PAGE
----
would change their religion. Very often, the poor were forced to starve while the rich

managed not to.

Around the middle of the 1800s, the Haskalah movement formed in Russia, it was

different from the enlightenment movement in the rest of Europe. It promoted

intellectual and social awareness of Russian Jewry. They used Hebrew and Yiddish

literature to reach the masses.

In 1881, Czar Alexander II was assassinated. Once this happened, Alexander III

took over the throne. That year in April, Anti-Jewish riots or pogroms broke out, it

involved looting, property damage, and personal injury. In 1882, under the May Laws,

Jews could no longer settle in rural villages. If they left their towns, they were not

allowed to come back in. They were forbidden to trade on Sundays and Christians

holidays, did not have access to universities, and they could not work in all professions.

The Jews were constantly harassed by the police and were forced to get out of their

homes. The czarist government made it clear that the Jews had no true home in Russia.

The pressure increased in each passing year. The expulsion of Moscow?s 35,000 Jews

began in 1891. This situation caused many young Russians to go to other countries for a

higher education. They developed their own Revolutionary ideas, it was called Zionism.

Jews who did not want to fight for the Czar and wanted to escape the pogroms

started to immigrate out of Russia. Each year between 1881 and 1899 nearly 23,000

Jews left Russia. Some came to the U.S, some remained in Europe, and some made the

journey to Palestine.

The economic condition in Russia under the Czar was very bad. At times, food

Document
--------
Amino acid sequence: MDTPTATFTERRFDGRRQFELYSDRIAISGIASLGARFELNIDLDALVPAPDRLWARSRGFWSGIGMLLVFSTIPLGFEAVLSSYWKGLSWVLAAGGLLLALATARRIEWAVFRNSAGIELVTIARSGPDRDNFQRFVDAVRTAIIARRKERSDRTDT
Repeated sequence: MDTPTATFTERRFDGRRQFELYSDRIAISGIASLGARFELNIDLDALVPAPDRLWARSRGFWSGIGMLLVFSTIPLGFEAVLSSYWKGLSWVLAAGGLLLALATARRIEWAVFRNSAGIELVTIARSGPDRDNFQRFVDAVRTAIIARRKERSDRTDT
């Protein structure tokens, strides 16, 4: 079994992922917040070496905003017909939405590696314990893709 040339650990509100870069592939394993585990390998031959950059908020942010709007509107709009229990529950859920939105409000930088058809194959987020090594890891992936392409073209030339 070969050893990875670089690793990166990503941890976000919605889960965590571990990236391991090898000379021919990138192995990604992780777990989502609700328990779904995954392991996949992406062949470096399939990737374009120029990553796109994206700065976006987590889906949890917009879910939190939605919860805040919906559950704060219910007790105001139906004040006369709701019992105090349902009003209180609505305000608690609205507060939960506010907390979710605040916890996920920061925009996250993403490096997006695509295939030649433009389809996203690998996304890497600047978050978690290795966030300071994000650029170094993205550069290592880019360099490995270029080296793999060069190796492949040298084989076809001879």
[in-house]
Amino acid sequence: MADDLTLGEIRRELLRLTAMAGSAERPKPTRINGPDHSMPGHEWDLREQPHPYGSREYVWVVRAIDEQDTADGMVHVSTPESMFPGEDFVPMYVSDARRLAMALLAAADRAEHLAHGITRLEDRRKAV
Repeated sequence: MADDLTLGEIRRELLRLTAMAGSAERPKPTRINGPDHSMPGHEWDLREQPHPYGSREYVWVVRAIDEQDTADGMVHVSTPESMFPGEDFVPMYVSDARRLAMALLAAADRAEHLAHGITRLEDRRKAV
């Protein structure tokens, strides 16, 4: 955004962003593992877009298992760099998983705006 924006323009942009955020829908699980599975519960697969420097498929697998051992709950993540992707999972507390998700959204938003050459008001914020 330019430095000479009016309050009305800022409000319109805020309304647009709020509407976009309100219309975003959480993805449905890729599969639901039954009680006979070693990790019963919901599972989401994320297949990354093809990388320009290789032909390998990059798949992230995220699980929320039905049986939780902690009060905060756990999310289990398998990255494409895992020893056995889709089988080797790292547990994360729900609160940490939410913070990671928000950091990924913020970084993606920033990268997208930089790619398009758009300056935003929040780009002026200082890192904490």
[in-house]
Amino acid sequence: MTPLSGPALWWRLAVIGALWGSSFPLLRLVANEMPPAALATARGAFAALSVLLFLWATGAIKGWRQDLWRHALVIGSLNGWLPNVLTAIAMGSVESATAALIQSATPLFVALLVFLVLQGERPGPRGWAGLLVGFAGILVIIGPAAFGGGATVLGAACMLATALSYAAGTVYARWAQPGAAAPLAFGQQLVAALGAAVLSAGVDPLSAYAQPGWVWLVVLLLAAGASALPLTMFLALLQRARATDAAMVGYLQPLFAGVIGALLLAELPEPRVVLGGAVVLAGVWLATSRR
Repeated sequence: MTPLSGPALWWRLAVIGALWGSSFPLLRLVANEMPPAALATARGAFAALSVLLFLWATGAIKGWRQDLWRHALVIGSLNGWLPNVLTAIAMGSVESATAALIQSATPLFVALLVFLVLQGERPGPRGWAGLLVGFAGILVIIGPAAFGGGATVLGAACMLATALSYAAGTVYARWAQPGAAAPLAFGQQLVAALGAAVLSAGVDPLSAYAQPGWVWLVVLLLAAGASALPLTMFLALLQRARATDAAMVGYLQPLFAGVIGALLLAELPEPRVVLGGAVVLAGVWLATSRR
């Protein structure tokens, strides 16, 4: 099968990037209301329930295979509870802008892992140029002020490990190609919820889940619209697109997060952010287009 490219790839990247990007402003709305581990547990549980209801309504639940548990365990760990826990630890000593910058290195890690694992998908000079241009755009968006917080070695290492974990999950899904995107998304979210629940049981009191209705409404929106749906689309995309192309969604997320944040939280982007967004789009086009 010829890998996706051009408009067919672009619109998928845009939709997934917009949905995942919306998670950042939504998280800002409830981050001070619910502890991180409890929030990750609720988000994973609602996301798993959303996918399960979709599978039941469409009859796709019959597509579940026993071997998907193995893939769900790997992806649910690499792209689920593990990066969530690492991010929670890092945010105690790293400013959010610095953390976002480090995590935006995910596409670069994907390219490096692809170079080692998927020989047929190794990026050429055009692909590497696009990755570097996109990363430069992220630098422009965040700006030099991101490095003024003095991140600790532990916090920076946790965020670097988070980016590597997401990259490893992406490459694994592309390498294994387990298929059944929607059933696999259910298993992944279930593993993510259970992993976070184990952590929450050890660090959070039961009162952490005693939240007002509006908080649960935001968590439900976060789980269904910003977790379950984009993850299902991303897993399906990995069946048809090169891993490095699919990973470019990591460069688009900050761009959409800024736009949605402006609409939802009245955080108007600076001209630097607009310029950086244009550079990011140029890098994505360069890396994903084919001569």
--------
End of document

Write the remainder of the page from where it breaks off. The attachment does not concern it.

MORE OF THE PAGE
and money were scarce. Mobs would be invading ghettos and shtetls often, looting and

burning leaving the Jews with nothing. When one house caught on fire, it was not

unusual for the whole street to burn down since all of the homes were made of wood and

their houses were built very close together. This left the whole community without

shelter, food, or anymore clothing than they had on them at the time. They would have to

go to the forest and start to chop all new wood so they could rebuild their homes and start

all over again. When doing this, they were limited to whatever tools they had, which was

not much because they could not afford to buy a lot of tools. Meanwhile, There were

some basic economical and social changes in Europe, which forever changed the life of

all men. The Industrial Resolution started to take shape. Industry moved out of the

home and into the factories. Small towns grew in population to become big cities and

brought comforts and luxuries to the common man. Most of all, production increased

and the whole world became the manufacturer?s market. many people were eager to

invest their savings, including the Jews, in factories, mines, workshops, railroads, and

steamships. Thousands of daring investors became rich and they gained enormous

economic power. In this period, Jews found remarkable opportunities to improve their

lives. All factories and industries which needed investors and workers, did not check for

religion or a social background of those who could supply them with what they needed.

They did not stop to examine the racial background of those who were willing hands and

who could be of service. To them, profits were the most important thing. These

economic changes helped to bring equality to the Jews. Some Jewish families became

very powerful like the Rothchilds family. Usually when Jews obtain financial strength,

they turned to help other Jews who were not as fortunate. By 1875, Jewish political

equality had been won in most of Europe. All of these changes, however, in reality, did

not stop Anti-Semitism. In the early 20th century, Russia was still Anti-Jewish as they

were during the middle ages. At this period, the Zionist movement had been founded.

Many Jews decided to leave Russia while they could, seek a better life, and better

opportunities elsewhere.